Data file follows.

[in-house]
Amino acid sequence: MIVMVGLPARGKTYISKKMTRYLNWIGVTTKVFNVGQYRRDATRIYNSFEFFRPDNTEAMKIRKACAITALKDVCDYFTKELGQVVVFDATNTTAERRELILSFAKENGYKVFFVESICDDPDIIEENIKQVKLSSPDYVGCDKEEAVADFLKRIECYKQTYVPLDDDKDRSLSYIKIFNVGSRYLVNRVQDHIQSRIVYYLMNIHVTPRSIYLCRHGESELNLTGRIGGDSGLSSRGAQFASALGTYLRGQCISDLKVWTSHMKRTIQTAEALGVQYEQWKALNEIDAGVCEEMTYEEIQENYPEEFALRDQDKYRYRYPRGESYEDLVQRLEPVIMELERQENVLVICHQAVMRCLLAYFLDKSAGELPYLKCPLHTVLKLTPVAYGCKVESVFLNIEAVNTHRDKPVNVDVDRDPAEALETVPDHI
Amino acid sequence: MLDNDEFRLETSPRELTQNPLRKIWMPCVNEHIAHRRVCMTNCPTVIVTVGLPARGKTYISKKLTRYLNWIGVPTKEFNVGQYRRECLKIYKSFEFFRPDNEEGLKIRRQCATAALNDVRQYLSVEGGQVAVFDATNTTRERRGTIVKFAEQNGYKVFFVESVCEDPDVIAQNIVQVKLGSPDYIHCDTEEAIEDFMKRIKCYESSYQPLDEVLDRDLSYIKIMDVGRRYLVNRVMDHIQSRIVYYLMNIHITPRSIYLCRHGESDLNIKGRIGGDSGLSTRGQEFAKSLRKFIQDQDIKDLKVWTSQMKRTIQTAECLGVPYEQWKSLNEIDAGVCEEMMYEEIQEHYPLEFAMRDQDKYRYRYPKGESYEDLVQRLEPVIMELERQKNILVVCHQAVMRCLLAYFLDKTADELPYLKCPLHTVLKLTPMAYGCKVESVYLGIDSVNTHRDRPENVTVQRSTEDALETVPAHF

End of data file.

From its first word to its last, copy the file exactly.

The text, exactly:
[in-house]
Amino acid sequence: MIVMVGLPARGKTYISKKMTRYLNWIGVTTKVFNVGQYRRDATRIYNSFEFFRPDNTEAMKIRKACAITALKDVCDYFTKELGQVVVFDATNTTAERRELILSFAKENGYKVFFVESICDDPDIIEENIKQVKLSSPDYVGCDKEEAVADFLKRIECYKQTYVPLDDDKDRSLSYIKIFNVGSRYLVNRVQDHIQSRIVYYLMNIHVTPRSIYLCRHGESELNLTGRIGGDSGLSSRGAQFASALGTYLRGQCISDLKVWTSHMKRTIQTAEALGVQYEQWKALNEIDAGVCEEMTYEEIQENYPEEFALRDQDKYRYRYPRGESYEDLVQRLEPVIMELERQENVLVICHQAVMRCLLAYFLDKSAGELPYLKCPLHTVLKLTPVAYGCKVESVFLNIEAVNTHRDKPVNVDVDRDPAEALETVPDHI
Amino acid sequence: MLDNDEFRLETSPRELTQNPLRKIWMPCVNEHIAHRRVCMTNCPTVIVTVGLPARGKTYISKKLTRYLNWIGVPTKEFNVGQYRRECLKIYKSFEFFRPDNEEGLKIRRQCATAALNDVRQYLSVEGGQVAVFDATNTTRERRGTIVKFAEQNGYKVFFVESVCEDPDVIAQNIVQVKLGSPDYIHCDTEEAIEDFMKRIKCYESSYQPLDEVLDRDLSYIKIMDVGRRYLVNRVMDHIQSRIVYYLMNIHITPRSIYLCRHGESDLNIKGRIGGDSGLSTRGQEFAKSLRKFIQDQDIKDLKVWTSQMKRTIQTAECLGVPYEQWKSLNEIDAGVCEEMMYEEIQEHYPLEFAMRDQDKYRYRYPKGESYEDLVQRLEPVIMELERQKNILVVCHQAVMRCLLAYFLDKTADELPYLKCPLHTVLKLTPMAYGCKVESVYLGIDSVNTHRDRPENVTVQRSTEDALETVPAHF